This post has been updated.
Treasury Secretary Jack Lew
On Wednesday, Mother Jones ran a story on how newly-minted Treasury Secretary Jack Lew is reluctant to take a stand against a series of Wall Street deregulation bills now being considered by the House Financial Services Committee. After the story pubbed, a spokeswoman for Treasury got in touch with Mother Jones to clarify its position.
Last year, Geithner slammed a series of seven bills that would have deregulated Wall Street banks. Those bills never made it to the Senate before the last Congress ended, but a spate of nearly identical bills are being considered again. When asked by Mother Jones whether Lew would echo Geithner's opposition to them, Lew's office had no comment, but pointed to recent testimony by another Treasury official warning against messing with the Dodd-Frank Financial Reform Act, the sweeping 2010 law aimed at preventing another 2008-style financial crisis.
Once the story started making the rounds, a spokeswoman for Lew called Mother Jones. "Of course the Treasury secretary would oppose any effort to weaken Wall Street reform," she said. She pointed to Lew's recent comments on Bloomberg television. "The purpose of Dodd-Frank was to make sure the American taxpayer would never again be in the position where they had to step in when banks failed," he told the news channel. "We are committed to that purpose."
Lew's spokeswoman also pointed out that Geithner made his statement condemning the bills last year after several of the them had already moved out of committee, and some had passed the House. "We didn't send the letter until after committee mark up, not while the bills were still in committee," she said. "It doesn't mean it won't happen." Reformers complain that silence—or stalling, as it may be—on Lew's part corresponds with Obama administration's general reluctance to protect Dodd-Frank from attacks on all sides, whether that be in the courts, or regulatory agencies, or in Congress.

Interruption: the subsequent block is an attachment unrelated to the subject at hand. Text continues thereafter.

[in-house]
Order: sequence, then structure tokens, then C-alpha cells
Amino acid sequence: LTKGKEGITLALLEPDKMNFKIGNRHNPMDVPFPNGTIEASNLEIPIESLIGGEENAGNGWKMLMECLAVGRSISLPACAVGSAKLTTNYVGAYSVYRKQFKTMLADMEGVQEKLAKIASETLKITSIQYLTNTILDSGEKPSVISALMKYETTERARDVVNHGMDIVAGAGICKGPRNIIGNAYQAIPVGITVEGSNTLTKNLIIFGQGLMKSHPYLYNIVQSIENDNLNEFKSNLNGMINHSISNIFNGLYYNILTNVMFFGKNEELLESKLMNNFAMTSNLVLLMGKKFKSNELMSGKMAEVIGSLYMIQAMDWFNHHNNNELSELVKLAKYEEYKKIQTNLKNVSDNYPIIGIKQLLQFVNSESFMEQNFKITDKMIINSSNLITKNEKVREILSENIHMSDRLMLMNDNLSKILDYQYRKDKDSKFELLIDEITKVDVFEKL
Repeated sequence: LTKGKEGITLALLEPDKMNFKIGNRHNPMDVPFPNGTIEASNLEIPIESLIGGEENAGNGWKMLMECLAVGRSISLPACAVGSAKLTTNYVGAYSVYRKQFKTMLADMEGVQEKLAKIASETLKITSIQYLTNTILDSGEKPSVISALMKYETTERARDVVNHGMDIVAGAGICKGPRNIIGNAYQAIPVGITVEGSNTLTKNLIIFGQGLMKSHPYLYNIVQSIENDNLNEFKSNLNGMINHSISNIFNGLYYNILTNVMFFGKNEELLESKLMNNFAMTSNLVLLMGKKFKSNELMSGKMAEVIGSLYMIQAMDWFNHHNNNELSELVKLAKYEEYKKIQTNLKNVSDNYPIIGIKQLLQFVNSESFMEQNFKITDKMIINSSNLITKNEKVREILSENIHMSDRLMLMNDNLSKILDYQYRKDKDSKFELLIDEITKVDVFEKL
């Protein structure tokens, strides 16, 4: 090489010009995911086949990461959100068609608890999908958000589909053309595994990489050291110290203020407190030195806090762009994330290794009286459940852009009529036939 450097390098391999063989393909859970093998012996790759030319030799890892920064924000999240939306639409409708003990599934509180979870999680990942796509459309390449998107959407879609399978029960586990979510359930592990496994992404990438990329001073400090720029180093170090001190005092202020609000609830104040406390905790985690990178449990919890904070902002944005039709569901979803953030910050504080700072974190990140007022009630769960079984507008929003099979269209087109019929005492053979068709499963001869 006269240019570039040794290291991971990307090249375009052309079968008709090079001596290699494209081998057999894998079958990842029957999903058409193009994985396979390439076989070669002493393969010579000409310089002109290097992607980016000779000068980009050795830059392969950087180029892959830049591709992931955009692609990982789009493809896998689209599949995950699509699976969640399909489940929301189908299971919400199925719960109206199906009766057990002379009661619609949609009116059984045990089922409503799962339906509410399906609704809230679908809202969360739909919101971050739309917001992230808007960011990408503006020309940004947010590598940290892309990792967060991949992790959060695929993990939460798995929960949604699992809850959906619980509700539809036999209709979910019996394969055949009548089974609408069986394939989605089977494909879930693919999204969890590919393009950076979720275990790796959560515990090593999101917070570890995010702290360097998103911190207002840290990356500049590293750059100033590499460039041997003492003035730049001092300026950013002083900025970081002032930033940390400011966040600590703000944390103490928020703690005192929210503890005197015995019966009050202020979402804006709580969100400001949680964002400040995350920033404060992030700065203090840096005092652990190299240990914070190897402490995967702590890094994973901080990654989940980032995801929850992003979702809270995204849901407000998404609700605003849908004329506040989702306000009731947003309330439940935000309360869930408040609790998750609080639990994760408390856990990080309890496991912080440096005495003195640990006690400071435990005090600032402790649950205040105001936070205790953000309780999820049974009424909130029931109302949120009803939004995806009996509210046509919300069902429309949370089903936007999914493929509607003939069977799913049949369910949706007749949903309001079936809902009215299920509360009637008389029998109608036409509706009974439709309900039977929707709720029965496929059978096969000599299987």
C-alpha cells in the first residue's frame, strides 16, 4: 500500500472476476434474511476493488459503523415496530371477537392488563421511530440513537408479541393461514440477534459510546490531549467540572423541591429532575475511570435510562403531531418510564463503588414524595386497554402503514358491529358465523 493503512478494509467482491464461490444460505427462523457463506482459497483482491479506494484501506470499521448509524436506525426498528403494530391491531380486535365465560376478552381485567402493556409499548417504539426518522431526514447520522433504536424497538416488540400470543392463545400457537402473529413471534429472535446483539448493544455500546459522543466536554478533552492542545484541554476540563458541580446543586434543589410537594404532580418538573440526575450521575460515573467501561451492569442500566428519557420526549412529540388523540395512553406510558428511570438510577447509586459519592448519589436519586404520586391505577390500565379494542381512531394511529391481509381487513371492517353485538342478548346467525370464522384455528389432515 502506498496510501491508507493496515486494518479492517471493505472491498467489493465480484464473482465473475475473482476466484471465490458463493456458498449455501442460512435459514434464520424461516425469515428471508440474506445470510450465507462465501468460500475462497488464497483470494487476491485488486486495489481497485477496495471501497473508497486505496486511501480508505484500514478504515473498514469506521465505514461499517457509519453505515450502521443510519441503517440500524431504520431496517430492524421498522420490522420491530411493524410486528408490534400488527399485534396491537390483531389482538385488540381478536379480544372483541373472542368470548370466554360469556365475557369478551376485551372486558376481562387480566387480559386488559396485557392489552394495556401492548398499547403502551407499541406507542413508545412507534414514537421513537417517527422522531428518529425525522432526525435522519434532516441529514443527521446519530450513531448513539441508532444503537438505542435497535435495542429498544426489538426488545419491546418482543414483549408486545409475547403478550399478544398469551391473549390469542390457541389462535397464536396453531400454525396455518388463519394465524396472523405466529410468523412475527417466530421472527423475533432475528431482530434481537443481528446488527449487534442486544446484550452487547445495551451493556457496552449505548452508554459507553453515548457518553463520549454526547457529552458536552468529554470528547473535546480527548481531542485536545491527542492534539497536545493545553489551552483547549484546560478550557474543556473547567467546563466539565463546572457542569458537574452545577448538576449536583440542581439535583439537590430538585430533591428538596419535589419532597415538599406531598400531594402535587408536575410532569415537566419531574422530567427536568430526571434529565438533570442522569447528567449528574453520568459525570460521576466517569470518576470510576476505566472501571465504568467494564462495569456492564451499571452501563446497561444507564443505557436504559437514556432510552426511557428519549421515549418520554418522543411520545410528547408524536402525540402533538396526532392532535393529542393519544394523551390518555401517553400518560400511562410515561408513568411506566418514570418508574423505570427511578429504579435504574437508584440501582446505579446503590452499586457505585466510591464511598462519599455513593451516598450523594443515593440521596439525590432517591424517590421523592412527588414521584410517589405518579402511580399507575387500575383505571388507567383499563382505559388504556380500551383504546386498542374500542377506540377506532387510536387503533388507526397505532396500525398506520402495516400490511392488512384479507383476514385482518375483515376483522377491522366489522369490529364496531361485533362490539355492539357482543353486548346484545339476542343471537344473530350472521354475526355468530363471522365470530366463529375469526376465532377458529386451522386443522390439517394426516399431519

The seven deregulatory bills have been presented as technical fixes to Dodd-Frank, but most of them aren't. One bill would allow certain derivatives that are traded among a corporation's various affiliates to be exempt from almost all new Dodd-Frank regulations. Another measure would expand the types of trading risks that banks can take on. A third bill would allow big multinational US banks to escape US regulations by operating through international arms.
Financial reform advocates say it's way too early to alter Dodd-Frank, because even though it is technically the law of the land, regulatory agencies have yet to finish crafting it into rules that can be enforced. Whatever Lew's reasons for waiting to denounce lawmakers' efforts to gut Wall Street reform, reform advocates are hoping he'll stick to a recent promise his spokeswoman pointed to: "We have to finish implementing [Dodd-Frank]," he said on CNBC. "I'm committed to using the authority that I have to drive that process forward."
Update: After this story, the Treasury Department got in touch with Mother Jones to further reiterate its support for Dodd-Frank.